In 1989, two doctors at Boston City Hospital decided to bring in their old children’s books for their waiting room. It was from that simple gesture that Reach Out and Read was born. The concept was to encourage reading in a clinical setting utilizing physicians who are trained in early literacy development for children. Through the program, each pediatric patient receives a new or gently used book every time they visit their family doctor. Since that time, Reach Out and Read has been implemented in nearly 5,000 clinics in all 50 states.
In 2003, two residents of St. Vincent’s Family Medicine and Residency Center (FMRC) recognized the value of early literacy and wanted to make an impact on the children that are patients of St. Vincent’s FMRC and their parents. The population served at St. Vincent’s FMRC is more than 80% Medicaid, often living in poverty, underserved, and lacking the resources for a reasonable quality of life. So for some children, these are the only books they own. Reach Out and Read was adopted by the physicians and has been improving young lives ever since.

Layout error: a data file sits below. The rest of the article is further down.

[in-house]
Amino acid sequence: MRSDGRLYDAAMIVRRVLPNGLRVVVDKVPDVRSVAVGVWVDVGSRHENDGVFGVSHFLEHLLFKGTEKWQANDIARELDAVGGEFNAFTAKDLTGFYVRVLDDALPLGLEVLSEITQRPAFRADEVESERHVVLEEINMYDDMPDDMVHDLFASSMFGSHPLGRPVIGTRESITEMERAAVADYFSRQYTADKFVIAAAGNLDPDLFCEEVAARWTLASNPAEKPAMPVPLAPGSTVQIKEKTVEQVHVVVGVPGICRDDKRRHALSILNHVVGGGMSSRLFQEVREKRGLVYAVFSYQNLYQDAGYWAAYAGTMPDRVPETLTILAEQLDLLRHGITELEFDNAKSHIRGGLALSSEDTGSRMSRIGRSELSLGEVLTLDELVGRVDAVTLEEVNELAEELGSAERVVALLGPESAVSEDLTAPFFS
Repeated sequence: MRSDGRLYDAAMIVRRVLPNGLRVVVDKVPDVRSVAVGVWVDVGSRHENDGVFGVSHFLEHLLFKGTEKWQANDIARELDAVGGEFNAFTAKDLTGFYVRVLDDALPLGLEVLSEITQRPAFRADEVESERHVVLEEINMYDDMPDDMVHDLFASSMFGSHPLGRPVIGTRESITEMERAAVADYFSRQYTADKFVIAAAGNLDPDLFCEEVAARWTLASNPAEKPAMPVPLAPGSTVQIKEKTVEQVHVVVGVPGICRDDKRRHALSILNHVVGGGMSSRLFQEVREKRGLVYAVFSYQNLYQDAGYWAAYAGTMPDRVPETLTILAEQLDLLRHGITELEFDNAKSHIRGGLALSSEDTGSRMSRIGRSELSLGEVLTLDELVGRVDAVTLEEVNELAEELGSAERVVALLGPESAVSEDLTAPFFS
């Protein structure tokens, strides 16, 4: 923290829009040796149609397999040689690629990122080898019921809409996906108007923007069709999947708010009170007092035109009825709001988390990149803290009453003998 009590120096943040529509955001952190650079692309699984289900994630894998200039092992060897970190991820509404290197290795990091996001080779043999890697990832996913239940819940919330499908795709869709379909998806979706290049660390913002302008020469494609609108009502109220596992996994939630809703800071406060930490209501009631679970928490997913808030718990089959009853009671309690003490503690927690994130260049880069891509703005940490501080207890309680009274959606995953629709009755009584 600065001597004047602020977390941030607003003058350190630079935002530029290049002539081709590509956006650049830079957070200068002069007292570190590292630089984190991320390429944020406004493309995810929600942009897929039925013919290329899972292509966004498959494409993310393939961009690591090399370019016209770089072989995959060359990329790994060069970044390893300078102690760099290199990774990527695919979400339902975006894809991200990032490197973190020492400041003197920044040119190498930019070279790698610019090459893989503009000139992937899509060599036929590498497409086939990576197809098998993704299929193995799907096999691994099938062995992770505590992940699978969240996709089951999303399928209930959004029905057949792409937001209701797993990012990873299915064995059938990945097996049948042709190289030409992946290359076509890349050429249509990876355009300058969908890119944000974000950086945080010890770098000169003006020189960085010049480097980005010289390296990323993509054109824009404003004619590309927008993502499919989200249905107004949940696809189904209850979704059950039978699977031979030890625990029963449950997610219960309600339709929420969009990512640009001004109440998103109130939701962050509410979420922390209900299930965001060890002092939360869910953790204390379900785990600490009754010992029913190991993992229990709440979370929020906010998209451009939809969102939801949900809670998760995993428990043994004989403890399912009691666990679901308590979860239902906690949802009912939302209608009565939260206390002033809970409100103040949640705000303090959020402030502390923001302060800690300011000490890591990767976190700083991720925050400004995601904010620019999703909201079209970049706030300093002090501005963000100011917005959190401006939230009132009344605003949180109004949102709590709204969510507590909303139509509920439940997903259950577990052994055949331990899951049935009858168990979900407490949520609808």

The physicians, residents, faculty, and staff of St. Vincent’s FMRC have encouraged passionate engagement with reading by distributing more than 15,000 age and language appropriate books to disadvantaged children. More than that, the physicians actually teach pre-reading skills to the parents who are often non-readers themselves. They “prescribe” activities on prescription pads that encourage reading, and refer adults to mentors or others who can assist them to fulfill the doctor’s prescription. They have also transformed their clinic waiting area into a literacy rich environment complete with volunteers who read books to children, and the opportunity for new or gently used books to be taken home. For some children, this is the only book they own.